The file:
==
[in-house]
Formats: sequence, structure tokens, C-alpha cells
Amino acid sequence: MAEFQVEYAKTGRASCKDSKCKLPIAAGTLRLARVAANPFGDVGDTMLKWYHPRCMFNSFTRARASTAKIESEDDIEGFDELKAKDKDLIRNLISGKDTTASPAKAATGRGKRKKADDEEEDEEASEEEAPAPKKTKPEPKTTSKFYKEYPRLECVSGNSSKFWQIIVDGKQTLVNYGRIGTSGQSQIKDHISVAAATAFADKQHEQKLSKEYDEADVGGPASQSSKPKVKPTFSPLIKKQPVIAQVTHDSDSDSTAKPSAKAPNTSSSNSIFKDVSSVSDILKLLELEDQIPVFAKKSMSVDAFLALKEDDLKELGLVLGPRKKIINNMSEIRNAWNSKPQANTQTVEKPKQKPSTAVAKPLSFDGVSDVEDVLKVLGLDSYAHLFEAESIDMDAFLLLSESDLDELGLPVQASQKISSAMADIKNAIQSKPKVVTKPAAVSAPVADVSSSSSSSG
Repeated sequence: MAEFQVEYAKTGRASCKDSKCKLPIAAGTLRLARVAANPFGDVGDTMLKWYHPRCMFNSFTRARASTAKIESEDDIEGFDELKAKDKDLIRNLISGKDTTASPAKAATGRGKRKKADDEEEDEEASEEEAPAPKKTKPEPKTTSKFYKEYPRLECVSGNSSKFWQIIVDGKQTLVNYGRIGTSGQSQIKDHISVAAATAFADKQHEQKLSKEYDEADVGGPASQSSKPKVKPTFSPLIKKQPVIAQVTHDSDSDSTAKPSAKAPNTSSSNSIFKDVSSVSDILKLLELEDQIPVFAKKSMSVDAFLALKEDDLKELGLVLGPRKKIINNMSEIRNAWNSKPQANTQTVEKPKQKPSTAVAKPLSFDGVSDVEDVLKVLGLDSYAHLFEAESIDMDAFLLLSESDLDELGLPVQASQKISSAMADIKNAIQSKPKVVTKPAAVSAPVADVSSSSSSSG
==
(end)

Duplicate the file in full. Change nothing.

[in-house]
Formats: sequence, structure tokens, C-alpha cells
Amino acid sequence: MAEFQVEYAKTGRASCKDSKCKLPIAAGTLRLARVAANPFGDVGDTMLKWYHPRCMFNSFTRARASTAKIESEDDIEGFDELKAKDKDLIRNLISGKDTTASPAKAATGRGKRKKADDEEEDEEASEEEAPAPKKTKPEPKTTSKFYKEYPRLECVSGNSSKFWQIIVDGKQTLVNYGRIGTSGQSQIKDHISVAAATAFADKQHEQKLSKEYDEADVGGPASQSSKPKVKPTFSPLIKKQPVIAQVTHDSDSDSTAKPSAKAPNTSSSNSIFKDVSSVSDILKLLELEDQIPVFAKKSMSVDAFLALKEDDLKELGLVLGPRKKIINNMSEIRNAWNSKPQANTQTVEKPKQKPSTAVAKPLSFDGVSDVEDVLKVLGLDSYAHLFEAESIDMDAFLLLSESDLDELGLPVQASQKISSAMADIKNAIQSKPKVVTKPAAVSAPVADVSSSSSSSG
Repeated sequence: MAEFQVEYAKTGRASCKDSKCKLPIAAGTLRLARVAANPFGDVGDTMLKWYHPRCMFNSFTRARASTAKIESEDDIEGFDELKAKDKDLIRNLISGKDTTASPAKAATGRGKRKKADDEEEDEEASEEEAPAPKKTKPEPKTTSKFYKEYPRLECVSGNSSKFWQIIVDGKQTLVNYGRIGTSGQSQIKDHISVAAATAFADKQHEQKLSKEYDEADVGGPASQSSKPKVKPTFSPLIKKQPVIAQVTHDSDSDSTAKPSAKAPNTSSSNSIFKDVSSVSDILKLLELEDQIPVFAKKSMSVDAFLALKEDDLKELGLVLGPRKKIINNMSEIRNAWNSKPQANTQTVEKPKQKPSTAVAKPLSFDGVSDVEDVLKVLGLDSYAHLFEAESIDMDAFLLLSESDLDELGLPVQASQKISSAMADIKNAIQSKPKVVTKPAAVSAPVADVSSSSSSSG